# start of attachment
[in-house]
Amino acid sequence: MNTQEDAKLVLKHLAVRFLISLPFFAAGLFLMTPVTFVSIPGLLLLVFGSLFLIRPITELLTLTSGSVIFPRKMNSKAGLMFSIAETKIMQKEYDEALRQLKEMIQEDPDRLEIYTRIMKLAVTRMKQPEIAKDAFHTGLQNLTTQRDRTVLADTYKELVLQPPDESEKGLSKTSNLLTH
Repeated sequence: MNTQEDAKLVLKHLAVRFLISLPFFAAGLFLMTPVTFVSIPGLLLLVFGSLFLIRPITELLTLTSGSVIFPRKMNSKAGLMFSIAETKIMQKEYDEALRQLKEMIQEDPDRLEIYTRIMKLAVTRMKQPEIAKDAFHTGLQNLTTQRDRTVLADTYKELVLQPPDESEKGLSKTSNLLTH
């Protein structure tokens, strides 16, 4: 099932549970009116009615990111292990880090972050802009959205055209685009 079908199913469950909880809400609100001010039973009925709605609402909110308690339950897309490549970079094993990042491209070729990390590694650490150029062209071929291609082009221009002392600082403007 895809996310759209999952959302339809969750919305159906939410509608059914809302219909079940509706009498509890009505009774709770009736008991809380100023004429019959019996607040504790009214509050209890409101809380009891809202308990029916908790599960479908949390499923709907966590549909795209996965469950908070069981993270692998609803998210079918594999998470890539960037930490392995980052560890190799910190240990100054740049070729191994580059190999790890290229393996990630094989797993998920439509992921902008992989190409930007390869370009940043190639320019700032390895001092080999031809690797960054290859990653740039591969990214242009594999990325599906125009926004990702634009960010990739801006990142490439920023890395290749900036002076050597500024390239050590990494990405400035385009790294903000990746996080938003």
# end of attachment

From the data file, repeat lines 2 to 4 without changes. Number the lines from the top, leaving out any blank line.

Amino acid sequence: MNTQEDAKLVLKHLAVRFLISLPFFAAGLFLMTPVTFVSIPGLLLLVFGSLFLIRPITELLTLTSGSVIFPRKMNSKAGLMFSIAETKIMQKEYDEALRQLKEMIQEDPDRLEIYTRIMKLAVTRMKQPEIAKDAFHTGLQNLTTQRDRTVLADTYKELVLQPPDESEKGLSKTSNLLTH
Repeated sequence: MNTQEDAKLVLKHLAVRFLISLPFFAAGLFLMTPVTFVSIPGLLLLVFGSLFLIRPITELLTLTSGSVIFPRKMNSKAGLMFSIAETKIMQKEYDEALRQLKEMIQEDPDRLEIYTRIMKLAVTRMKQPEIAKDAFHTGLQNLTTQRDRTVLADTYKELVLQPPDESEKGLSKTSNLLTH
């Protein structure tokens, strides 16, 4: 099932549970009116009615990111292990880090972050802009959205055209685009 079908199913469950909880809400609100001010039973009925709605609402909110308690339950897309490549970079094993990042491209070729990390590694650490150029062209071929291609082009221009002392600082403007 895809996310759209999952959302339809969750919305159906939410509608059914809302219909079940509706009498509890009505009774709770009736008991809380100023004429019959019996607040504790009214509050209890409101809380009891809202308990029916908790599960479908949390499923709907966590549909795209996965469950908070069981993270692998609803998210079918594999998470890539960037930490392995980052560890190799910190240990100054740049070729191994580059190999790890290229393996990630094989797993998920439509992921902008992989190409930007390869370009940043190639320019700032390895001092080999031809690797960054290859990653740039591969990214242009594999990325599906125009926004990702634009960010990739801006990142490439920023890395290749900036002076050597500024390239050590990494990405400035385009790294903000990746996080938003």